Bells are installed at many public level crossings. They play an essential part in warning people that a train is approaching.
Quiet bells (electronic bells)
In some situations where local residents consider level crossing bells a nuisance, we are now installing electronic bells. These bells reduce the sound level from the normal level of between 85 and 105 dBA (A-weighted decibels) to 75 dBA, the internationally accepted safety standards for ‘quiet’ level crossing bells. In addition, while these electronic bells radiate sound in all directions, the sound is more ‘localised’ than traditional electro-mechanical bells, meaning it does not travel so widely. There are currently 70 crossings on the KiwiRail network with quiet bells.
Quiet bells are not suitable for all crossings because they can reduce pedestrian safety. For this reason, local roading authorities must review local circumstances and authorise their use. For example, quiet bells should not be used if there is a high level of background noise near the crossing or it is regularly used by people who are visually impaired.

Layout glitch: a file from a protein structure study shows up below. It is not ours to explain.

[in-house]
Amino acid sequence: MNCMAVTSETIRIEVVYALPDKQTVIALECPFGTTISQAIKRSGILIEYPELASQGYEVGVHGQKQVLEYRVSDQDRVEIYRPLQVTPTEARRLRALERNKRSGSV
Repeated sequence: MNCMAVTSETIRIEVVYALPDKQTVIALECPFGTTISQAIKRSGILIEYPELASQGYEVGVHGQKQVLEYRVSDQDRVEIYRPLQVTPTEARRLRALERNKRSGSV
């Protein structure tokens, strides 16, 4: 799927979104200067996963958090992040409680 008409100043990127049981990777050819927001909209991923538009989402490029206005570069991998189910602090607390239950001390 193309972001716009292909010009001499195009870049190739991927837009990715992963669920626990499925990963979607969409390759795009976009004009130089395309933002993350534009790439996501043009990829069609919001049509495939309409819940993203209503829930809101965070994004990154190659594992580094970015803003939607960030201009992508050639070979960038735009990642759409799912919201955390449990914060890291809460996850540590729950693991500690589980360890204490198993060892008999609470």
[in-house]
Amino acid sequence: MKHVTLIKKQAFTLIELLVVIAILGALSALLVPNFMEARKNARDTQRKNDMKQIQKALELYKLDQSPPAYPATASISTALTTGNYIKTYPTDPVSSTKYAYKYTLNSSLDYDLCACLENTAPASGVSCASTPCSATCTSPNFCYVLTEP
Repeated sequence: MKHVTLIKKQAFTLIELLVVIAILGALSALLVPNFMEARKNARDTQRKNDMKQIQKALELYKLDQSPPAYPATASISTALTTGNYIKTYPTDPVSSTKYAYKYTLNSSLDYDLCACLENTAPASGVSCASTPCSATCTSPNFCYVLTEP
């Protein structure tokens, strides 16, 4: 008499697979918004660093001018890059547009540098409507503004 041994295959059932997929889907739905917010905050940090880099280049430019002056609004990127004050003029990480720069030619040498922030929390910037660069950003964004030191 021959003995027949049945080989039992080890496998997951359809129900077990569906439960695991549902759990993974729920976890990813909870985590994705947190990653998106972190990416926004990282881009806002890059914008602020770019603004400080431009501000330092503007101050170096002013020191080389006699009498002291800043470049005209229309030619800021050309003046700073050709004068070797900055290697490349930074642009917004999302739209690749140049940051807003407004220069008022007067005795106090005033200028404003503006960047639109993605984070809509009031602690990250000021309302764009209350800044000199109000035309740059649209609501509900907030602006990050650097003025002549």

If you would like to apply to have quiet bells installed in your area, please contact your local council.
Switching bells off at night
In line with international rail safety practices, we no longer switch bells off at night in areas with significant pedestrian traffic.